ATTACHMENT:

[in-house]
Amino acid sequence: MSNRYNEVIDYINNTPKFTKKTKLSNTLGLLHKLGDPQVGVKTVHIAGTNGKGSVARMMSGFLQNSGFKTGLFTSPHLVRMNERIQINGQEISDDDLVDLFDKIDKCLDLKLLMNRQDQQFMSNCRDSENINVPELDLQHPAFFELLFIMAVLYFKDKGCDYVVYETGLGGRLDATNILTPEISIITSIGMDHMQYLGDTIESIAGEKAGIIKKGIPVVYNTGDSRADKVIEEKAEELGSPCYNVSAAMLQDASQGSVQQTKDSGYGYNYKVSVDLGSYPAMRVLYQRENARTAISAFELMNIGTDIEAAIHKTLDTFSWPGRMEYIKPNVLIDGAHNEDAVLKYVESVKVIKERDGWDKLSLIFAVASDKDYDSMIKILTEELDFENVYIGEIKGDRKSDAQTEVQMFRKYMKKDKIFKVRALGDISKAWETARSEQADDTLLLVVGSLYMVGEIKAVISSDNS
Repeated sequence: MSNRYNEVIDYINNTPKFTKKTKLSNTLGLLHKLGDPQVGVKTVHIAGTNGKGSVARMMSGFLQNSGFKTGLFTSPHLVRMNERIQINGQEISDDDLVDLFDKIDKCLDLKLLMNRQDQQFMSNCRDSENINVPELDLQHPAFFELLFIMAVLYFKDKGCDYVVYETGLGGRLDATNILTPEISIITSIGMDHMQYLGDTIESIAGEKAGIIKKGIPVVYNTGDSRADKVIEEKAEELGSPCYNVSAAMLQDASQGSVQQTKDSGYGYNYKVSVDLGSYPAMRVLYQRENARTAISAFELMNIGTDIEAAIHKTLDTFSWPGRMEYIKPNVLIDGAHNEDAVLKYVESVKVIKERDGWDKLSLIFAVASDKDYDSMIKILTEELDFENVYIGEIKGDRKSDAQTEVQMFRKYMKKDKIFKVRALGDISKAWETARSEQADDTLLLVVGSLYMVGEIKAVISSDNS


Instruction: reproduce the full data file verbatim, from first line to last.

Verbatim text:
[in-house]
Amino acid sequence: MSNRYNEVIDYINNTPKFTKKTKLSNTLGLLHKLGDPQVGVKTVHIAGTNGKGSVARMMSGFLQNSGFKTGLFTSPHLVRMNERIQINGQEISDDDLVDLFDKIDKCLDLKLLMNRQDQQFMSNCRDSENINVPELDLQHPAFFELLFIMAVLYFKDKGCDYVVYETGLGGRLDATNILTPEISIITSIGMDHMQYLGDTIESIAGEKAGIIKKGIPVVYNTGDSRADKVIEEKAEELGSPCYNVSAAMLQDASQGSVQQTKDSGYGYNYKVSVDLGSYPAMRVLYQRENARTAISAFELMNIGTDIEAAIHKTLDTFSWPGRMEYIKPNVLIDGAHNEDAVLKYVESVKVIKERDGWDKLSLIFAVASDKDYDSMIKILTEELDFENVYIGEIKGDRKSDAQTEVQMFRKYMKKDKIFKVRALGDISKAWETARSEQADDTLLLVVGSLYMVGEIKAVISSDNS
Repeated sequence: MSNRYNEVIDYINNTPKFTKKTKLSNTLGLLHKLGDPQVGVKTVHIAGTNGKGSVARMMSGFLQNSGFKTGLFTSPHLVRMNERIQINGQEISDDDLVDLFDKIDKCLDLKLLMNRQDQQFMSNCRDSENINVPELDLQHPAFFELLFIMAVLYFKDKGCDYVVYETGLGGRLDATNILTPEISIITSIGMDHMQYLGDTIESIAGEKAGIIKKGIPVVYNTGDSRADKVIEEKAEELGSPCYNVSAAMLQDASQGSVQQTKDSGYGYNYKVSVDLGSYPAMRVLYQRENARTAISAFELMNIGTDIEAAIHKTLDTFSWPGRMEYIKPNVLIDGAHNEDAVLKYVESVKVIKERDGWDKLSLIFAVASDKDYDSMIKILTEELDFENVYIGEIKGDRKSDAQTEVQMFRKYMKKDKIFKVRALGDISKAWETARSEQADDTLLLVVGSLYMVGEIKAVISSDNS